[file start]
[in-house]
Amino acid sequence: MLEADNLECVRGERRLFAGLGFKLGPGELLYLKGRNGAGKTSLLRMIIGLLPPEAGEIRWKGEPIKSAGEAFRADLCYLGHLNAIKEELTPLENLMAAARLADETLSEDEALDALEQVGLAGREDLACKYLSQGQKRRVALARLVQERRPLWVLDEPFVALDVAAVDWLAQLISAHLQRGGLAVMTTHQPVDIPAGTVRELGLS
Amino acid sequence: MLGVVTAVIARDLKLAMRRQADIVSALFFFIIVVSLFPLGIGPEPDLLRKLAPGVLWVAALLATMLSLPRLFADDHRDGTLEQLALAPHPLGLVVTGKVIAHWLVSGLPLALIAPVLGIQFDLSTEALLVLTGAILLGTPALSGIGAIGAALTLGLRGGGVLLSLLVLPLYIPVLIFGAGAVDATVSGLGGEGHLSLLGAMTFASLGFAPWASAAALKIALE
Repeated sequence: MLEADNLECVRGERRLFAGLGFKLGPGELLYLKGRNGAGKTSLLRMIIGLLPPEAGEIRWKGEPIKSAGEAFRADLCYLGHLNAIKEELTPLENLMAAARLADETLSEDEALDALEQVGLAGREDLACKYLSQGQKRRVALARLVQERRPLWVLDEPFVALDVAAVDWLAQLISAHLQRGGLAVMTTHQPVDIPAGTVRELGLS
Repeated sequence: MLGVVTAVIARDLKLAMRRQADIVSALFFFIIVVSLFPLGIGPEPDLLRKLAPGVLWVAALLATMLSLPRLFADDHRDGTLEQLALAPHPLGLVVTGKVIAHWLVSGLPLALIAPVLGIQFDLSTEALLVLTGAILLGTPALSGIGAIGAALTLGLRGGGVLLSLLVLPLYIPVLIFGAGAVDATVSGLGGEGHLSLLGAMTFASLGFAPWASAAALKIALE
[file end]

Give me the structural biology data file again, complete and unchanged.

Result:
[in-house]
Amino acid sequence: MLEADNLECVRGERRLFAGLGFKLGPGELLYLKGRNGAGKTSLLRMIIGLLPPEAGEIRWKGEPIKSAGEAFRADLCYLGHLNAIKEELTPLENLMAAARLADETLSEDEALDALEQVGLAGREDLACKYLSQGQKRRVALARLVQERRPLWVLDEPFVALDVAAVDWLAQLISAHLQRGGLAVMTTHQPVDIPAGTVRELGLS
Amino acid sequence: MLGVVTAVIARDLKLAMRRQADIVSALFFFIIVVSLFPLGIGPEPDLLRKLAPGVLWVAALLATMLSLPRLFADDHRDGTLEQLALAPHPLGLVVTGKVIAHWLVSGLPLALIAPVLGIQFDLSTEALLVLTGAILLGTPALSGIGAIGAALTLGLRGGGVLLSLLVLPLYIPVLIFGAGAVDATVSGLGGEGHLSLLGAMTFASLGFAPWASAAALKIALE
Repeated sequence: MLEADNLECVRGERRLFAGLGFKLGPGELLYLKGRNGAGKTSLLRMIIGLLPPEAGEIRWKGEPIKSAGEAFRADLCYLGHLNAIKEELTPLENLMAAARLADETLSEDEALDALEQVGLAGREDLACKYLSQGQKRRVALARLVQERRPLWVLDEPFVALDVAAVDWLAQLISAHLQRGGLAVMTTHQPVDIPAGTVRELGLS
Repeated sequence: MLGVVTAVIARDLKLAMRRQADIVSALFFFIIVVSLFPLGIGPEPDLLRKLAPGVLWVAALLATMLSLPRLFADDHRDGTLEQLALAPHPLGLVVTGKVIAHWLVSGLPLALIAPVLGIQFDLSTEALLVLTGAILLGTPALSGIGAIGAALTLGLRGGGVLLSLLVLPLYIPVLIFGAGAVDATVSGLGGEGHLSLLGAMTFASLGFAPWASAAALKIALE